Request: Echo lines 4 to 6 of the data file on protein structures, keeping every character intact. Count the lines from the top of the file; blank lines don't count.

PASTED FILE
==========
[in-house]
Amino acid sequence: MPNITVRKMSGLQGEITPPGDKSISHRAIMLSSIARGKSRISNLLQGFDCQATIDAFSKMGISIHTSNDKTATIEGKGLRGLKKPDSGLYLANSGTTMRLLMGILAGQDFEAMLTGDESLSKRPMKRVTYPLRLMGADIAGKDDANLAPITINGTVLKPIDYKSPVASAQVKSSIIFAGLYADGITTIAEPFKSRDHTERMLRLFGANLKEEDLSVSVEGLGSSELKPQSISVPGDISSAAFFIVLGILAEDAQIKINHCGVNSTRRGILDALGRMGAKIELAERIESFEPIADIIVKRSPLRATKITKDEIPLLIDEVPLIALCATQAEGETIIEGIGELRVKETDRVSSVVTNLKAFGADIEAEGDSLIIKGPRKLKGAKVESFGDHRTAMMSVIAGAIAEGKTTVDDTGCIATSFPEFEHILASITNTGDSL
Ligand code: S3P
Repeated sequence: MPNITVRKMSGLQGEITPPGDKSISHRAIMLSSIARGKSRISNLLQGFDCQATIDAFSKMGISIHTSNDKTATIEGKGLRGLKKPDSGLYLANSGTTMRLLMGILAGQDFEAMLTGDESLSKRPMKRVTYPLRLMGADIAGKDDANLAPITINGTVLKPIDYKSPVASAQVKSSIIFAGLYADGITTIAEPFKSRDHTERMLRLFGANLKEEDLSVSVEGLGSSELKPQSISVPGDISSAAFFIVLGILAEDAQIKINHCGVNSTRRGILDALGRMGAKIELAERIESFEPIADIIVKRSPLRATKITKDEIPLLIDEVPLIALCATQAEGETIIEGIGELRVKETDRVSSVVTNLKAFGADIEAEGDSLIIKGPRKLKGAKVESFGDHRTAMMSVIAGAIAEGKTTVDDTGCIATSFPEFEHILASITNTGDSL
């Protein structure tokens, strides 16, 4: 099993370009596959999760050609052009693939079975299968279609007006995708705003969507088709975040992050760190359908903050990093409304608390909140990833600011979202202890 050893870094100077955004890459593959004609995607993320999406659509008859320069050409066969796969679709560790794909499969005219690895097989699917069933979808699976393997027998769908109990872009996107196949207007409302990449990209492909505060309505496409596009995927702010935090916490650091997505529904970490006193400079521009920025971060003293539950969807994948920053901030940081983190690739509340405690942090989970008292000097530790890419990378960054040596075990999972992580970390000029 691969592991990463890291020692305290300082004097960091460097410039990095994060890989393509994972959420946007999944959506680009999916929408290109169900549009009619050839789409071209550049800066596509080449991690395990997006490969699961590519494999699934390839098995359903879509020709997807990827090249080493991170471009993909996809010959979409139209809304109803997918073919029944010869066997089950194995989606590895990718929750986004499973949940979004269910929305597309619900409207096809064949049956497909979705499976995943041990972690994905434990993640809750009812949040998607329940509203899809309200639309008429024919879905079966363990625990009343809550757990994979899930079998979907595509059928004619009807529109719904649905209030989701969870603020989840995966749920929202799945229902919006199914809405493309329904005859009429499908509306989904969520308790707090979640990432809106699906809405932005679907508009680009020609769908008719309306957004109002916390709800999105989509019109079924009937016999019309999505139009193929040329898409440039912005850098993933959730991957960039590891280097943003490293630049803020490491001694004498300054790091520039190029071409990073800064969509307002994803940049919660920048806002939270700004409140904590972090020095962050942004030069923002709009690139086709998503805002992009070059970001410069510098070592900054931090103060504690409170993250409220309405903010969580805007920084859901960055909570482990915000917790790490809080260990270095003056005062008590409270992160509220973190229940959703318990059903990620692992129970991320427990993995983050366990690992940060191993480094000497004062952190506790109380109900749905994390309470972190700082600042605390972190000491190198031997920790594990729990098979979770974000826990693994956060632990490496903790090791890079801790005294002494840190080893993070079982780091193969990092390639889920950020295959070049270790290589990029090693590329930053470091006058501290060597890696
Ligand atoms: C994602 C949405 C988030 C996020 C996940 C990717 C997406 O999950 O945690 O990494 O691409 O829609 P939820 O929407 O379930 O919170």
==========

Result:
Repeated sequence: MPNITVRKMSGLQGEITPPGDKSISHRAIMLSSIARGKSRISNLLQGFDCQATIDAFSKMGISIHTSNDKTATIEGKGLRGLKKPDSGLYLANSGTTMRLLMGILAGQDFEAMLTGDESLSKRPMKRVTYPLRLMGADIAGKDDANLAPITINGTVLKPIDYKSPVASAQVKSSIIFAGLYADGITTIAEPFKSRDHTERMLRLFGANLKEEDLSVSVEGLGSSELKPQSISVPGDISSAAFFIVLGILAEDAQIKINHCGVNSTRRGILDALGRMGAKIELAERIESFEPIADIIVKRSPLRATKITKDEIPLLIDEVPLIALCATQAEGETIIEGIGELRVKETDRVSSVVTNLKAFGADIEAEGDSLIIKGPRKLKGAKVESFGDHRTAMMSVIAGAIAEGKTTVDDTGCIATSFPEFEHILASITNTGDSL
């Protein structure tokens, strides 16, 4: 099993370009596959999760050609052009693939079975299968279609007006995708705003969507088709975040992050760190359908903050990093409304608390909140990833600011979202202890 050893870094100077955004890459593959004609995607993320999406659509008859320069050409066969796969679709560790794909499969005219690895097989699917069933979808699976393997027998769908109990872009996107196949207007409302990449990209492909505060309505496409596009995927702010935090916490650091997505529904970490006193400079521009920025971060003293539950969807994948920053901030940081983190690739509340405690942090989970008292000097530790890419990378960054040596075990999972992580970390000029 691969592991990463890291020692305290300082004097960091460097410039990095994060890989393509994972959420946007999944959506680009999916929408290109169900549009009619050839789409071209550049800066596509080449991690395990997006490969699961590519494999699934390839098995359903879509020709997807990827090249080493991170471009993909996809010959979409139209809304109803997918073919029944010869066997089950194995989606590895990718929750986004499973949940979004269910929305597309619900409207096809064949049956497909979705499976995943041990972690994905434990993640809750009812949040998607329940509203899809309200639309008429024919879905079966363990625990009343809550757990994979899930079998979907595509059928004619009807529109719904649905209030989701969870603020989840995966749920929202799945229902919006199914809405493309329904005859009429499908509306989904969520308790707090979640990432809106699906809405932005679907508009680009020609769908008719309306957004109002916390709800999105989509019109079924009937016999019309999505139009193929040329898409440039912005850098993933959730991957960039590891280097943003490293630049803020490491001694004498300054790091520039190029071409990073800064969509307002994803940049919660920048806002939270700004409140904590972090020095962050942004030069923002709009690139086709998503805002992009070059970001410069510098070592900054931090103060504690409170993250409220309405903010969580805007920084859901960055909570482990915000917790790490809080260990270095003056005062008590409270992160509220973190229940959703318990059903990620692992129970991320427990993995983050366990690992940060191993480094000497004062952190506790109380109900749905994390309470972190700082600042605390972190000491190198031997920790594990729990098979979770974000826990693994956060632990490496903790090791890079801790005294002494840190080893993070079982780091193969990092390639889920950020295959070049270790290589990029090693590329930053470091006058501290060597890696
Ligand atoms: C994602 C949405 C988030 C996020 C996940 C990717 C997406 O999950 O945690 O990494 O691409 O829609 P939820 O929407 O379930 O919170």